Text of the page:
30 Apr 2010
Terry (Gilliam) gave my kid a pearl of wisdom, he warned him to “stay away from men in plaid.” Mindful of Terry’s caveat we (the Afro-Celt contingency of the family and me) set course for the Kingdom of Fife. Cousin Kate was getting hitched and the Kirkaldy clans would be on parade.
Sure enough, the picture-perfect setting overlooking the Firth of Forth was awash with plaid. Here plaid is ‘tartan,’ skirts are called ‘kilts’ and furry fanny-packs are ‘sporrans’. This brazen contravention of norms doesn’t emasculate or feminise the wearer. Scots aren’t tough, they’re hardened - tempered by the squalls that gnaw beneath the hemline. It is on these occasions that I’m reminded of my Anglo-Saxon roots - to be in the pants-wearing minority still feels curiously alien.
This was the perfect opportunity for some recreational ‘touch.’ For months I have been focusing on the gated comfort zones of the homeless and the vulnerable. Today could see my hand penetrating personal space and making contact – touching.
Kate and Isobel bride and mother
Brian and Bill groom and father
Julie and Dawn handmaidens
Darren and Ross
Liz and Molly
Margaret and Ruth sisters
Sulaima and Omar siblings
Chantalle and Natasha
Finlay and Skye
The contents of their sporrans.
Now I come to think of it, when Terry gave his advice he was wearing a poncho- a plaid poncho.
23 Apr 2010
Kamikaze felt a firm affinity towards Barrie- they'd scaled the walls of the same dead end streets. This was their last chance to meet before Kamikaze set sail for the South Pacific.
On the Saltmarket Kamikaze’s smile didn’t fail to mesmerise. Before reaching Barrie’s pitch we heard an almighty stichie coming from around the corner. It was Barrie hollering at his foe-pal Andy to get a “faaken’ moove aan.”
Barrie glided towards us like a speed-skater on quicksand. Kamikaze and I stood our ground – he’d have passed through us if I hadn’t put my hand out.
The two embraced like re-conjoined twins - estranged spirits reunited. We escorted Barrie to his pitch and took in some of the city’s salacious sights...
Gordon softly wraps his words in Welsh, his voice is a tonic for the guttural assault of Glaswegian. He is a street sage who stands incongruously outside a cosmetic surgeons – one hand swaddled like an amputee, the other clutching a copy of The Big Issue. Gordon is up to chapter 14 of his autobiography – he’s writing it in longhand. He is fond of the staff at the surgery; their respect for one another is reciprocated, they’d never move him on.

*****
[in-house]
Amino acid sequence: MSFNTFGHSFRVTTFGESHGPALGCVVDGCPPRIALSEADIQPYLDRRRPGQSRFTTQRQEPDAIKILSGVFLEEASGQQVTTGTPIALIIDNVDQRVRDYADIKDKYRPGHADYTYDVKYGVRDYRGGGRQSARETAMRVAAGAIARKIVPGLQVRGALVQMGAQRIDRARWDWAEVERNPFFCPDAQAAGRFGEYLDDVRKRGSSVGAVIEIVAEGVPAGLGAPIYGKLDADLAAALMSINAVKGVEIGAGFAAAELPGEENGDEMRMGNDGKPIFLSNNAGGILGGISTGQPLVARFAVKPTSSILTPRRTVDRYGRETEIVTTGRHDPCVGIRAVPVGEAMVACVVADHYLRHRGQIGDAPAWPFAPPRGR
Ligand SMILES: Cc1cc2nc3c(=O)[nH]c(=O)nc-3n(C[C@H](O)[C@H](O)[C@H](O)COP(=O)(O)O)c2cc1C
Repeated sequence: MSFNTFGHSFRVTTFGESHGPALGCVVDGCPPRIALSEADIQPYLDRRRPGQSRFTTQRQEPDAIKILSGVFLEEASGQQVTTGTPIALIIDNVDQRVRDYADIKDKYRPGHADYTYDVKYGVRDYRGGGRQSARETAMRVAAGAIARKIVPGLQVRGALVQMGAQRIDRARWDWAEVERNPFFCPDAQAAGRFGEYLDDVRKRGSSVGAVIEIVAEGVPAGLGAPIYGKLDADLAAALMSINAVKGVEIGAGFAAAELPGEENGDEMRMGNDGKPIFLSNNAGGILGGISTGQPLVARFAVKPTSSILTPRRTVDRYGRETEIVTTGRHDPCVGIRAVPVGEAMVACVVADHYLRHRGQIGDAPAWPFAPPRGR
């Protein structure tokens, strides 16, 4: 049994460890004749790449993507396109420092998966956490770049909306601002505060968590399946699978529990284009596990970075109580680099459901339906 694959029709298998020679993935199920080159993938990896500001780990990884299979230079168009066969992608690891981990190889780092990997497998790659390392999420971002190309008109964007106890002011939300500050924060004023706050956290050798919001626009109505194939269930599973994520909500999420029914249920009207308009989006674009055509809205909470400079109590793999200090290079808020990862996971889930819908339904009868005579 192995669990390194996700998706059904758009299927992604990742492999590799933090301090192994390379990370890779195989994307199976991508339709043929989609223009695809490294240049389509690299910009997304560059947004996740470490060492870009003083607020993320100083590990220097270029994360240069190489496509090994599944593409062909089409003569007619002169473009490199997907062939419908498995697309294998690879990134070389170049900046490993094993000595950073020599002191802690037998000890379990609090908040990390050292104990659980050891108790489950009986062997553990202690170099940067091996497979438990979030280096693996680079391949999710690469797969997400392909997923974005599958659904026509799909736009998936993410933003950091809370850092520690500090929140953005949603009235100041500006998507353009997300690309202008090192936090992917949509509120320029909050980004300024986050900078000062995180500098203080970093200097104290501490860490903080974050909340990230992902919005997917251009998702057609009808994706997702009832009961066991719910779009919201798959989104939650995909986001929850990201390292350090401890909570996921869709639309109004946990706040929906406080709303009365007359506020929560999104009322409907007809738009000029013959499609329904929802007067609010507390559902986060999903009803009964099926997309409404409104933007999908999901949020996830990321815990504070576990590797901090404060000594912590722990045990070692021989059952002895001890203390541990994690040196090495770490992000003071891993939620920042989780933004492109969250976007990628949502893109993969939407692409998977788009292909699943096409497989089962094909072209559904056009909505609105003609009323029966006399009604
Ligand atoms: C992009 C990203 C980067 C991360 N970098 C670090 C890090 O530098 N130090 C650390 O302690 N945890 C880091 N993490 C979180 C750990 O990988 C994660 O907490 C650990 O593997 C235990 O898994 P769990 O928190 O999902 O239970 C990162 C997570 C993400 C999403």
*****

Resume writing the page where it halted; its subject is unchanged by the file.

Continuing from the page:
As we parted our ways Gordon vowed he’d always remember Kamikaze’s “wonderful smile.”
Barrie retraced his steps to one of his off-street drinking dens.
The suffocating stench of stale ale and piss chokes your senses when you enter ‘The Office.’ The city-centre siding is a convenience-refuge for sub-urban abusers.
The Office, a shooting gallery where users steal a moment to refuel, is adorned with some of the most eclectic street art found his side of the Camp Nou.
Kamikaze concluded, after taking only a few hours to establish a life-long friendship, that Barrie had a “wonderful spirit.
We left Barrie to sober-up and set off in search of an unsuspecting all-you-can-eat buffet. Proprietors wince when they see Kamikaze’s metal masticators enter the restaurant. Kamikaze takes ‘All You Can Eat’ personally - he sees it as a challenge to his consitution. He’s barred from sushi bars in Austria for consuming his bodyweight in fish roe and Curry’s eletrical stores for grazing on the halogens. Tonights unsuspecting prey would be a regular curry house.
Constitution restituted and gorged to gouchin’ point, we set the GPS for Govan.
On Paisley Road Toll the stifled strains of the Verve’s melancholic anthem The Drugs Don’t Work escaped the walls of a fortress bar. Inside the nae-go pub, a straw-bleached blonde with an inseparable grip on the mic was spilling her bleeding heart over a cranked-up karaoke. The sublime soundtrack was the perfect accompaniment to a dreich Govan nicht. This was her moment, and she made it her own.
The Grand Ole Opry is a cultural haven in the heart of Orange County - all colours and faiths are welcome here. Inside its muralled walls we’re safe from harm - save the occasional burst eardrum, tongue lashing and scathing wit. We’d come to shoot stragglers I’d missed on previous outings. I bagged myself (from top): a showman, a Greek gunslinger, a German Cowgirl and a Duke of Hazard – something for the connoisseurs.